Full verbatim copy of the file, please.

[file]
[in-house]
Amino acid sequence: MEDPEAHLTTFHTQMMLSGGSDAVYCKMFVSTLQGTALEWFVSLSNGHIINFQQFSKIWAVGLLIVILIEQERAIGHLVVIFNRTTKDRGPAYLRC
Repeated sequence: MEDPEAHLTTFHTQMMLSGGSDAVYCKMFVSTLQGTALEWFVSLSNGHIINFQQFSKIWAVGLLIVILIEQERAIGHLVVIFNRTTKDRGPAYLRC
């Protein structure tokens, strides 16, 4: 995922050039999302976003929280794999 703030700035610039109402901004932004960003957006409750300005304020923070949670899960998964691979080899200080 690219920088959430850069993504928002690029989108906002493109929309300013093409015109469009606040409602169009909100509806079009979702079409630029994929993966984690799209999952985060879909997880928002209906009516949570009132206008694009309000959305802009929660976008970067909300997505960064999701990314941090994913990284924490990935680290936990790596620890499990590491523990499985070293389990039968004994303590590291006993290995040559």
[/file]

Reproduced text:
[in-house]
Amino acid sequence: MEDPEAHLTTFHTQMMLSGGSDAVYCKMFVSTLQGTALEWFVSLSNGHIINFQQFSKIWAVGLLIVILIEQERAIGHLVVIFNRTTKDRGPAYLRC
Repeated sequence: MEDPEAHLTTFHTQMMLSGGSDAVYCKMFVSTLQGTALEWFVSLSNGHIINFQQFSKIWAVGLLIVILIEQERAIGHLVVIFNRTTKDRGPAYLRC
């Protein structure tokens, strides 16, 4: 995922050039999302976003929280794999 703030700035610039109402901004932004960003957006409750300005304020923070949670899960998964691979080899200080 690219920088959430850069993504928002690029989108906002493109929309300013093409015109469009606040409602169009909100509806079009979702079409630029994929993966984690799209999952985060879909997880928002209906009516949570009132206008694009309000959305802009929660976008970067909300997505960064999701990314941090994913990284924490990935680290936990790596620890499990590491523990499985070293389990039968004994303590590291006993290995040559």